Scott Hunter sent in this entry for the contest.
“The king is dead.”
The court fell silent at those words, and for Princess Cunegonde – sitting, as she was, at her usual place of reverence within the long dining hall – this silence was unbearable. She had dreaded hearing those four cursed words for months now, ever since her royal father had lifted the handkerchief from his mouth to reveal those spots of blood on the stark white fabric.
She felt a tap on her shoulder, then, and Cunegonde was snapped out of her trance – she had not noticed, it seemed, that the hall had long broke out into whispers and movement, so many people scurrying about on new-found business.
“Your grace, let me offer my sincere condolences,” He was the first of many, Cunegonde knew, and that was not a pleasant thought at the moment; and there were those words.
“My good lord,” Cunegonde replied, taking very special care to make sure all the words came out well and fully formed, to not let her grief show, “Your condolences are appreciated,” She paused, then, and deliberated her next sentence, what she wanted to say versus what she should do. 'I will run away this one last time', she told herself, 'I must be alone right now, and tomorrow I can sit on that throne for all time.' So, she continued, “But I fear I will retire to my chambers now, this news has shaken me somewhat.”
“Why, your grace, of course,” How she would like to have hit him then, “Let me escort you out.”
“No,” she interrupted him, her voice a command, “I shall see myself there,” and with that she was gone, knowing that this was the last time she would leave this hall. The guards on the doors did not help her make a subtle exit, but that did not matter once she was outside, away from them all.
Cunegonde felt bad later, she really did, and sat in her chambers for hours, stewing over it. She should not have left, she knew – it was not the action of a woman of her position and, yet, part of her was glad she had done it, 'It was my father who died,' she said to herself, 'Why should I have to remain there for their sake? Now, I am in a position to do as I...' But no, she could not finish that sentence, for she knew it was not true. She was not at all in a position to do what she wanted, only to do what had to be done; and there were things that needed to be done, before the night was through.
It was approaching midnight, after all, 'The end of my last day,' She thought to herself, with some measure of resentment, and then she felt terrible for resenting her own father's death, 'I cannot look back,' she decided, 'There are things that must be done and I must do them – I am not who they think I am, I have made sure of that, and now it is time to become my true self, the person who I was always to be.' So she took some paper and ink, and wrote down two simple words, 'Your grace.'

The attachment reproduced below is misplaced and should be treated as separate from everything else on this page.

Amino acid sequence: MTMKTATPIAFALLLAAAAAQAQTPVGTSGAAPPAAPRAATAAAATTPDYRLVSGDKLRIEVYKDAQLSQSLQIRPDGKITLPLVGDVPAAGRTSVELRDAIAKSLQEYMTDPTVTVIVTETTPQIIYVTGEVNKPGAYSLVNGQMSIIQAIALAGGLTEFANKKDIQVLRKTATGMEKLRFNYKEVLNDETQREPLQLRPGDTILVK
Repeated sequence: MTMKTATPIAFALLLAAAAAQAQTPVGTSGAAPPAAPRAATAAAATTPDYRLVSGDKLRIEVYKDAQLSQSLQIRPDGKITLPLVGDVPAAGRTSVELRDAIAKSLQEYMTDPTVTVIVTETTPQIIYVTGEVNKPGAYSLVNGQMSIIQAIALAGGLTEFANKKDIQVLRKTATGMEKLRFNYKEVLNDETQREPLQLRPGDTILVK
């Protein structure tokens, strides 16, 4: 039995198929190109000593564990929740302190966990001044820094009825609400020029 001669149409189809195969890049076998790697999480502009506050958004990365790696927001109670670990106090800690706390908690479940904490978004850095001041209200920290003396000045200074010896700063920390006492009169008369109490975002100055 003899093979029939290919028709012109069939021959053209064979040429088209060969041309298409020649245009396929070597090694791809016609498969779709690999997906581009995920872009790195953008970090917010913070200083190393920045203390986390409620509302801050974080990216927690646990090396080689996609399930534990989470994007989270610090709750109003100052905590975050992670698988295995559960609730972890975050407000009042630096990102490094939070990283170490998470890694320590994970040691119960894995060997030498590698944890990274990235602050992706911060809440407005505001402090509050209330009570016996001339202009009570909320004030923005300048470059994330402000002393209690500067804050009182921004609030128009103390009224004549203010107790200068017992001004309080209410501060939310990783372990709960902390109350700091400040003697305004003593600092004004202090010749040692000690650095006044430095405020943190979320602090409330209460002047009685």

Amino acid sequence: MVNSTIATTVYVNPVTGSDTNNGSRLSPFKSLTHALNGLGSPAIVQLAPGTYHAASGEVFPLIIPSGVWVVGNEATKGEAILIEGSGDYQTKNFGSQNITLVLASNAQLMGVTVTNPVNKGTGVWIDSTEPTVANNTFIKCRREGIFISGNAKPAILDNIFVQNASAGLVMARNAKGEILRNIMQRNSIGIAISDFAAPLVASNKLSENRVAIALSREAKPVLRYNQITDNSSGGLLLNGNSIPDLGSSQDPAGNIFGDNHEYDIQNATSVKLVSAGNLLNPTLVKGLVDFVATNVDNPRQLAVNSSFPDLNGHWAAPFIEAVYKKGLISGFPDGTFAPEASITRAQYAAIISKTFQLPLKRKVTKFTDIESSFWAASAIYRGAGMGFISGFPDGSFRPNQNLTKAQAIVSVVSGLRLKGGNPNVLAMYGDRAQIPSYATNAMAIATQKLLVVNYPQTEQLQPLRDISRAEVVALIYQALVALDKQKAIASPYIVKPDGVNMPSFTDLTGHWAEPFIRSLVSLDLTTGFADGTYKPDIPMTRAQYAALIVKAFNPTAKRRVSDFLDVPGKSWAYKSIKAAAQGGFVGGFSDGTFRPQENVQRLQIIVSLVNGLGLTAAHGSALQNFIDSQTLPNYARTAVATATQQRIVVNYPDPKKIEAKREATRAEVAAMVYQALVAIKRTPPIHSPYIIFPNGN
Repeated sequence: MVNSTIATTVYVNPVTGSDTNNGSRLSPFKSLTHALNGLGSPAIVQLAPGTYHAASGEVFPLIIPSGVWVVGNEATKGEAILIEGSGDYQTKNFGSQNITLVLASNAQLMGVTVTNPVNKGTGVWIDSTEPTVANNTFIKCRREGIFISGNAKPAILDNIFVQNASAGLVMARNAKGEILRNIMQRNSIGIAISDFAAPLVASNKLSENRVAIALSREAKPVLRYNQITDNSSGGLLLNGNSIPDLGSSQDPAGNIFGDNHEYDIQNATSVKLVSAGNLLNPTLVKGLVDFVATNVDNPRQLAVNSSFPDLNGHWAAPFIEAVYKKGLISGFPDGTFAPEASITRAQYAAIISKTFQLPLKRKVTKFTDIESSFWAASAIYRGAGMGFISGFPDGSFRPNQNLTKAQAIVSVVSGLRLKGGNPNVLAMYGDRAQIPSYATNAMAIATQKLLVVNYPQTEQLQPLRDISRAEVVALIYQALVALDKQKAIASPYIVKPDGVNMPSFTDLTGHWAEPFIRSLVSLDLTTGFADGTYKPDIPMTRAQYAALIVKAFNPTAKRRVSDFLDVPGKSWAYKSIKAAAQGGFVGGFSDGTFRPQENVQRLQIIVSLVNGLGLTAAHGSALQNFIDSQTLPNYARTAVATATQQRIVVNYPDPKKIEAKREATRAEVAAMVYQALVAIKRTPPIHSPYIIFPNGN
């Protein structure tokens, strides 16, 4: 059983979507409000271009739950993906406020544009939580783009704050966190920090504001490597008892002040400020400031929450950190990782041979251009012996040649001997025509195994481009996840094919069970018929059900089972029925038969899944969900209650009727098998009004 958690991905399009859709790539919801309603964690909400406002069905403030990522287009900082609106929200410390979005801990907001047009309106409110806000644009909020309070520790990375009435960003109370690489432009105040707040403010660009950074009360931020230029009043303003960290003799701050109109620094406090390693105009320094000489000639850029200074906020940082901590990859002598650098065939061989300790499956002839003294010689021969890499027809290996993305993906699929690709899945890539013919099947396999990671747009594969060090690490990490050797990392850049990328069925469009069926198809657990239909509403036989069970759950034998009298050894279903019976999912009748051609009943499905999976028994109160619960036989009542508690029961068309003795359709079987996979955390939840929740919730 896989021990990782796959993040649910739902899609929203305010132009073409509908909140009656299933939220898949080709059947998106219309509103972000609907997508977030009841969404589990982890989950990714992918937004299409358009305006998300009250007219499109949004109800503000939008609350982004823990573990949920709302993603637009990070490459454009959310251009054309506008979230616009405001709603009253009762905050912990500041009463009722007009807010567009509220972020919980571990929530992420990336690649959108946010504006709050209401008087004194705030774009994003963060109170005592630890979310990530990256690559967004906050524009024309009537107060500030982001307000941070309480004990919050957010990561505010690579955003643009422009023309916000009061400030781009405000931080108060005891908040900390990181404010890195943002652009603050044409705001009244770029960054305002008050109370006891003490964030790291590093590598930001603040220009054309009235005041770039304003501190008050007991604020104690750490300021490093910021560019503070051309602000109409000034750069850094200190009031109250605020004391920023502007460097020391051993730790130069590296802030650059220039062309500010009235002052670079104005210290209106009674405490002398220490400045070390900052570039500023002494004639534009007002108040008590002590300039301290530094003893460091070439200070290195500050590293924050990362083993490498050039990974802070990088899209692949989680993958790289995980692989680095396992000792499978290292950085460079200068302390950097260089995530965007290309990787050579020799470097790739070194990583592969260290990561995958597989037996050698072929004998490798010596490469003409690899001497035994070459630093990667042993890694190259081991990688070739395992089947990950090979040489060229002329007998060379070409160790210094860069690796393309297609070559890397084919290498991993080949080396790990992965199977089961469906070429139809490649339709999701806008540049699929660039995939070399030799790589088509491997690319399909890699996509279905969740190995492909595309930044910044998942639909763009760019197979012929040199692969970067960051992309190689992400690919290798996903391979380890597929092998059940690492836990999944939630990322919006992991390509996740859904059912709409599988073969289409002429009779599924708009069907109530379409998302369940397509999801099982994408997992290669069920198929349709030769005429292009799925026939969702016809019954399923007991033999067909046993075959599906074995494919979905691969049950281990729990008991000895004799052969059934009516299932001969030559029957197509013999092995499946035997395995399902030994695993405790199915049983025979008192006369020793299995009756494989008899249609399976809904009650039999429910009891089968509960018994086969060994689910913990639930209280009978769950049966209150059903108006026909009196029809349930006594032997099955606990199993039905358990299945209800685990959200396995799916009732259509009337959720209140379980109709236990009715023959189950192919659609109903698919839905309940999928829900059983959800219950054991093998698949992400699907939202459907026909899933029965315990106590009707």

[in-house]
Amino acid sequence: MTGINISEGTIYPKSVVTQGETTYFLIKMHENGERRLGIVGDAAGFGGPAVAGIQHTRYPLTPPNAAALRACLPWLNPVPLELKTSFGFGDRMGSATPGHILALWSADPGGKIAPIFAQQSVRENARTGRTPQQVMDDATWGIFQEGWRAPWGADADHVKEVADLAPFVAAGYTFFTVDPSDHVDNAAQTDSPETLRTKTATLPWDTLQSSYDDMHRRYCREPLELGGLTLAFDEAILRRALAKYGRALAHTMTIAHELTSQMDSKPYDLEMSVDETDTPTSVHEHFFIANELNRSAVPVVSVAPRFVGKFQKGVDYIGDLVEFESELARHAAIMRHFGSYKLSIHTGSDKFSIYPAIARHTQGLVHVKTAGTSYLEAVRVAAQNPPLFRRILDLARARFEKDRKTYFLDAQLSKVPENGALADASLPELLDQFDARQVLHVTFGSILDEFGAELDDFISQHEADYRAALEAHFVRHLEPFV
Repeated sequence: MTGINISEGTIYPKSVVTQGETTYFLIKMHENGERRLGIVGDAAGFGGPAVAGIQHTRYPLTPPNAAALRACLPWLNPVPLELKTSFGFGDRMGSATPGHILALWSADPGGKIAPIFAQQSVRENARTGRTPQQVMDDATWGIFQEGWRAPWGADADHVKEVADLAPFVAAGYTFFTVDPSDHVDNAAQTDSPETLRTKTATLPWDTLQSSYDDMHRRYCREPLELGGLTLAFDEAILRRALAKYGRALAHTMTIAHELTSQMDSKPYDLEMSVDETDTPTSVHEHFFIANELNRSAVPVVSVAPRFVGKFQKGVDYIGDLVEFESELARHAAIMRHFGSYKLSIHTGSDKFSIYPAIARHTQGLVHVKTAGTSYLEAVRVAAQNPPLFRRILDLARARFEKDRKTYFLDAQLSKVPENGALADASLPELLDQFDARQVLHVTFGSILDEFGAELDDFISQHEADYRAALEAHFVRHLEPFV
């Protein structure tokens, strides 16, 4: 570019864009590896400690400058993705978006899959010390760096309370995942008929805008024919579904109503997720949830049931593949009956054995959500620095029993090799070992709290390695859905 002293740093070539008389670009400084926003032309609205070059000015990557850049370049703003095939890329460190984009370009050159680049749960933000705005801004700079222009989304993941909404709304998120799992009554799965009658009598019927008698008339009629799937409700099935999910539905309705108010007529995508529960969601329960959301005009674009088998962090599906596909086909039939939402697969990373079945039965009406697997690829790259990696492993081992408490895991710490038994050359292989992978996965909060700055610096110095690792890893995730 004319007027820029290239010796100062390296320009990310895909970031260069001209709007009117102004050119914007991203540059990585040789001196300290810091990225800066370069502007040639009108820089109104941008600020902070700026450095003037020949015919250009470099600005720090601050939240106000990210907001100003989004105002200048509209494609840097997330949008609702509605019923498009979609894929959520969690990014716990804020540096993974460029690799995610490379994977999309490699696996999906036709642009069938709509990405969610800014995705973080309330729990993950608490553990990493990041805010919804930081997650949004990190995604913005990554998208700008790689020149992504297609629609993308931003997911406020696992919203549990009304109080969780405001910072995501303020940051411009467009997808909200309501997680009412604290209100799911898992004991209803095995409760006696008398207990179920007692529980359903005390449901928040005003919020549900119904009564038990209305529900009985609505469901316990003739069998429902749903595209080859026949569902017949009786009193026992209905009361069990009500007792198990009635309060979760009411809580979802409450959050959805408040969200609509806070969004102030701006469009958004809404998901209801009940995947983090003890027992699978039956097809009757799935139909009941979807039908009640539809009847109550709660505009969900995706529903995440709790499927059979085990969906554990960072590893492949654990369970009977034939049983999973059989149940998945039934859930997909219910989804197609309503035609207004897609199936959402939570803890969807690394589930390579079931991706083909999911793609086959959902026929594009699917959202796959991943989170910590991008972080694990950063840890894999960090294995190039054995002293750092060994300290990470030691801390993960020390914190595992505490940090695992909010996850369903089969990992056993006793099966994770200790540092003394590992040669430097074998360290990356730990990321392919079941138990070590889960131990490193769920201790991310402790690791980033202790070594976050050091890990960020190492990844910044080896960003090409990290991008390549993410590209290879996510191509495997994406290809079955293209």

“Take these to my captain,” she told a the guard outside her door, “And hurry.” Then her guard was gone, and Cunegonde could only hope that her carefully laid plans would come to fruition.
She had not stopped watching that light for hours, the one she could see from her window, emanating from a nearby tower. Granted, there were many such lights, but Cunegonde knew the one she wanted, and had dared not take her eyes off of it, for fear that she might not find it again – no, not for that, for fear that she might miss the moment when that light went out, and all the terror that was wrenching her gut would stay there forever, unable to be moved by anything but the end of that light.
Then, all at once, it was extinguished. Cunegonde exhaled, then, in all manner of relief. It had been done.
She did not have long to enjoy the moment, though, as her attention was directed to a more pressing matter. There were footsteps in the corridor outside, and as Cunegonde hid in the blackness of her chambers, her door opened. Strangely, she was very glad she had not misjudged her uncle, in all his scheming ways; this man entering her chambers now confirmed it all, that all of her actions had been entirely justified.
Things passed very quickly, after that – she saw a figure approach her bed, and heard the rip of metal through fabric as the man stabbed into the sheets; and then she was on him, her own dagger piercing his flesh. She held it firm as the man went limp.
“Your employer is dead,” she whispered in his ear.
“The king,” the man replied weakly.
“My uncle was never the king,” was her reply, “And he never will be.” She had made sure of that this very night.
The man was dead, then, and Cunegonde went about calling for some guards, 'My father is dead,' she thought, 'And so is the Princess. Long live Queen Cunegonde.'